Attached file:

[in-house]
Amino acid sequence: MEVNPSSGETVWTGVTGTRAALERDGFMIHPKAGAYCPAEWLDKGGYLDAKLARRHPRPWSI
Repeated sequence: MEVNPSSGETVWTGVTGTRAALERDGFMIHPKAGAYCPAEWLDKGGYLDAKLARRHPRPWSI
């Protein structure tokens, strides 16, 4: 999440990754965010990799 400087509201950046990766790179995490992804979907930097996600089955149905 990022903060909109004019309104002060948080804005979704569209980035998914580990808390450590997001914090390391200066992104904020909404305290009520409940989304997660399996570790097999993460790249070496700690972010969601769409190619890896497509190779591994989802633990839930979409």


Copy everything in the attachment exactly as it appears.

[in-house]
Amino acid sequence: MEVNPSSGETVWTGVTGTRAALERDGFMIHPKAGAYCPAEWLDKGGYLDAKLARRHPRPWSI
Repeated sequence: MEVNPSSGETVWTGVTGTRAALERDGFMIHPKAGAYCPAEWLDKGGYLDAKLARRHPRPWSI
């Protein structure tokens, strides 16, 4: 999440990754965010990799 400087509201950046990766790179995490992804979907930097996600089955149905 990022903060909109004019309104002060948080804005979704569209980035998914580990808390450590997001914090390391200066992104904020909404305290009520409940989304997660399996570790097999993460790249070496700690972010969601769409190619890896497509190779591994989802633990839930979409």